If you’re wondering how to regain motivation at work or curious about ways to be more productive, here are 8 easy tips for how to stay productive at work.
As “new adults,” we have a lot of commitments, which is why the importance of taking time for yourself is something we all need to remember. During this time where our commitments are changing, practicing self care is of utmost importance.
Though challenges come in different sizes, the importance of challenging yourself can’t be understated. Being challenged at work is vital to personal growth.
Here are some “adulting life” truths to digest with your morning coffee and some “because adulting is hard” gifts, like shirts, coffee mugs, signs, and stickers. Adulting is so hard because we’re trying to stay true to ourselves while dealing with all of the life transitions that are happening simultaneously.
The best Adulting 101 tips for how to prepare yourself for adulthood, how to start adulting, and most importantly, how to deal with adulting. You’ll need a bit of your own flair and a solid faith.
While you transition into the workforce, you may feel like you’re stranded in a big city without any road signs. To help with that transition, I’ve rounded up some valuable career advice for young professionals.
I’m surprised to say that some of the best career advice I ever got didn’t come from a career center but a writer’s conference. I was stretched like never before, tested in my faith, and doubting whether I would come out of the other side stronger. Being my first conference, I wasn’t sure what to expect, so I went in with the idea that I would be a sponge and soak up all of the information that I could get. I’m glad that was my mentality because some of the best career advice I ever got came from this writer’s conference. Just in case you’re not planning to go to a writer’s conference anytime soon, it’s my pleasure to share that career advice and life advice with you now. Writer or not, these lessons learned will encourage you in your career, your faith, and your life.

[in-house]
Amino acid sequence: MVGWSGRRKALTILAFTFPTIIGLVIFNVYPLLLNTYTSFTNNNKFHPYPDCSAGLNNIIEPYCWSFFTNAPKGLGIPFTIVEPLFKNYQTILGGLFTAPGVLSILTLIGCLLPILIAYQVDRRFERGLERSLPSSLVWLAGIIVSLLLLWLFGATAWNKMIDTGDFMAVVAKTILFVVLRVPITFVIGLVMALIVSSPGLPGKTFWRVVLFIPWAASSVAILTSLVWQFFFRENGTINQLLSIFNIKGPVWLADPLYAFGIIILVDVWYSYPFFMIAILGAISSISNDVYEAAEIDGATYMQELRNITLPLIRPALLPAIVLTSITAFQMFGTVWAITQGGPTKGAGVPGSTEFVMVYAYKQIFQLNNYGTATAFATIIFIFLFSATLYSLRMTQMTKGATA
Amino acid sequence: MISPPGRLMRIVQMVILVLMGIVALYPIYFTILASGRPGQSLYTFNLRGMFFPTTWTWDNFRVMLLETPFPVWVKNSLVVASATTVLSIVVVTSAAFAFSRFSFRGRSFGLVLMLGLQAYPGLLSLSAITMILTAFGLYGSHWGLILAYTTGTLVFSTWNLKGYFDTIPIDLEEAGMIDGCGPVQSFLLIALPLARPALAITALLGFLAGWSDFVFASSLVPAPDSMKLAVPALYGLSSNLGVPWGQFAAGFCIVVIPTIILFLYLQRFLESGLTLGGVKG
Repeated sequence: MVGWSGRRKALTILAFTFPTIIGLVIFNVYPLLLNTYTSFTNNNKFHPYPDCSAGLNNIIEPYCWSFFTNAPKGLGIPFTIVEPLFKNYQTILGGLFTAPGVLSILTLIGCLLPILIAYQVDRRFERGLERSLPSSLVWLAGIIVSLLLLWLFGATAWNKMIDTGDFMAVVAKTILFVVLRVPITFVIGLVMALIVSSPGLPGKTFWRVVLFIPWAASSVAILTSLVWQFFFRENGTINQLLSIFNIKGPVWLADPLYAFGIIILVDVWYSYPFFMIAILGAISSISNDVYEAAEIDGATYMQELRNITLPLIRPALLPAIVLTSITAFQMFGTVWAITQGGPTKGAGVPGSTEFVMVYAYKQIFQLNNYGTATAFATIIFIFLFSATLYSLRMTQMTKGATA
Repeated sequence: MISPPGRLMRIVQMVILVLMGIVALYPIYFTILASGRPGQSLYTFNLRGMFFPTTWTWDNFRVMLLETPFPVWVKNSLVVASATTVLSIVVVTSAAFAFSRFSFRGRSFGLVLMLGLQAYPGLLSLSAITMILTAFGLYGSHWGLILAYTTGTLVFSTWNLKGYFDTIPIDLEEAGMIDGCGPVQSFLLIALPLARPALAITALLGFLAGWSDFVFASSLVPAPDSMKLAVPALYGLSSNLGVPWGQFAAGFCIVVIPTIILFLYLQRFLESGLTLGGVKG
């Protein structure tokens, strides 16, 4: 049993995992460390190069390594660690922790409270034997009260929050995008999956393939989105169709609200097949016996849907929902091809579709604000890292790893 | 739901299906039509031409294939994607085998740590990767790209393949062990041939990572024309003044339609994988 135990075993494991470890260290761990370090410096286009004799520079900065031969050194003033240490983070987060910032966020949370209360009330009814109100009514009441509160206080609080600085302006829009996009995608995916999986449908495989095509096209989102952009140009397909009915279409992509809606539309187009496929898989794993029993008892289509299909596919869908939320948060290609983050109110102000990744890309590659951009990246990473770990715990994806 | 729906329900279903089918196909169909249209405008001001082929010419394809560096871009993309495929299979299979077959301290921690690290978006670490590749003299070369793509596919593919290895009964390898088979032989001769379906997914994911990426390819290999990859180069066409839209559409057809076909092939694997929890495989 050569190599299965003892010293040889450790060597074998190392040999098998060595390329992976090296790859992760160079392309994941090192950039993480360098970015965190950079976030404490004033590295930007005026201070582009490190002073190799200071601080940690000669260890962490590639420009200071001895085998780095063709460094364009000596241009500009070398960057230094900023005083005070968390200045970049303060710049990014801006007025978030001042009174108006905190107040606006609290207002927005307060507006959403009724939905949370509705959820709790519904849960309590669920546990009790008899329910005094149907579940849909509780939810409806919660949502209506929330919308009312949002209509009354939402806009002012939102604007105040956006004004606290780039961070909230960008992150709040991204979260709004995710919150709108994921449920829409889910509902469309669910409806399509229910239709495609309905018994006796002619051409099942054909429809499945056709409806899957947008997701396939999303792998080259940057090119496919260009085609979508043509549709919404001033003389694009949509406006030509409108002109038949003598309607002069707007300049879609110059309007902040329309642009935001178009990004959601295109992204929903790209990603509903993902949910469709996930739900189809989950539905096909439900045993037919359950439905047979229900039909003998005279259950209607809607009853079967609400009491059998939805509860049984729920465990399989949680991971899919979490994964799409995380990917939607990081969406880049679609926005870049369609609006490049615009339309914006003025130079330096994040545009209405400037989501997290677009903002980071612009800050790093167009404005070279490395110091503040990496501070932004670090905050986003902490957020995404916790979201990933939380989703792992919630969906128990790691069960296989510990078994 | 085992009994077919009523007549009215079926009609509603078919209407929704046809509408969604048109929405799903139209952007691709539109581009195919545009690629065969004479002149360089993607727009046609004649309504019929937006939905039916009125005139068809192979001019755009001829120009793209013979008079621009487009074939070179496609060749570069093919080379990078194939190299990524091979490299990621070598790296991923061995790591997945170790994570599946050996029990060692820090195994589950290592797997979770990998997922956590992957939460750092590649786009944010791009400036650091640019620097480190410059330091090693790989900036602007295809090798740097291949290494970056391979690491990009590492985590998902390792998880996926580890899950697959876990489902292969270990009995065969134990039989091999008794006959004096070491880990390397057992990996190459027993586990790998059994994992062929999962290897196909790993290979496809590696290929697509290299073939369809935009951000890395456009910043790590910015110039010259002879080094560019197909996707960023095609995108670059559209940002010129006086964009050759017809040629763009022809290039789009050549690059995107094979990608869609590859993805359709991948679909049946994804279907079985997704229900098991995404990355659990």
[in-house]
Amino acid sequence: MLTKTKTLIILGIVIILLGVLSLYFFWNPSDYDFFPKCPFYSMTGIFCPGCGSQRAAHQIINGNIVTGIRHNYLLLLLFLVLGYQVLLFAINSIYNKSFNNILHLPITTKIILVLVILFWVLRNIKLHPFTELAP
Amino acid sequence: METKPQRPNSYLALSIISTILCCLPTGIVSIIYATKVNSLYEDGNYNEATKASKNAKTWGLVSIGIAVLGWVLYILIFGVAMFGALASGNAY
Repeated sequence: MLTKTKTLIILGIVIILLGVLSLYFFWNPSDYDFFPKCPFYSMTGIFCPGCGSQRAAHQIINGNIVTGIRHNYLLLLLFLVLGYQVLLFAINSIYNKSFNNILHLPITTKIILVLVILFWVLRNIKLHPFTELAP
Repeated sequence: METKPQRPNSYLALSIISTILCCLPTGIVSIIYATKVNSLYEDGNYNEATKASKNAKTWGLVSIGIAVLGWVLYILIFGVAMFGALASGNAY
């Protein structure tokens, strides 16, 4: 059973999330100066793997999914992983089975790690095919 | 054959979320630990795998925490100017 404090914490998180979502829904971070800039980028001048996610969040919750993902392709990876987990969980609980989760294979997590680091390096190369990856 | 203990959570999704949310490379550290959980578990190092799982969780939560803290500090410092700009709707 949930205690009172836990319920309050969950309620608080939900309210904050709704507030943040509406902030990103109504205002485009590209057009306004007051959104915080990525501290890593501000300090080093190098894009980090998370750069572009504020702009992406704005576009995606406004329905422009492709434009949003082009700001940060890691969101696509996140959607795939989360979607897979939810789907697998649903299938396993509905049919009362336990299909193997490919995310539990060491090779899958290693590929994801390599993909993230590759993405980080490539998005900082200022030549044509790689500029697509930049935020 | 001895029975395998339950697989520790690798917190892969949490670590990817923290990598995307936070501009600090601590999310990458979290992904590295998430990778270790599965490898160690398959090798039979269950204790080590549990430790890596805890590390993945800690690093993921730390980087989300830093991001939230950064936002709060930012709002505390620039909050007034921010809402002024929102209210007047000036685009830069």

While I’m sure a lot of people are wishing for the church doors to open again so that we can have corporate worship and in-person fellowship, I’m kind of hesitant to say that I’m ready or not ready to “do church again.” I’ve found that lately I’ve been the most captive audience: listening for God’s voice at home. Of course, I agree that we should follow the guidelines of state officials. But if the option were up to me, I’m not sure if I’d be running back into the church doors. And not because of the coronavirus. Are you ready to do church again?
Why do I feel like a failure when God loves me? How can I deny his love and say that it is not enough? I find myself fighting to find the truth when my hands won’t let go of these feelings of failure. I keep stacking myself up against these benchmarks of success and achievement, and I always fall short. I’m holding tight to these standards that I haven’t met, and even as God is calling out to me, “you are a loved child of God. You’ve been bought back, at the highest price,” why can’t I let go of this and cling to his truth?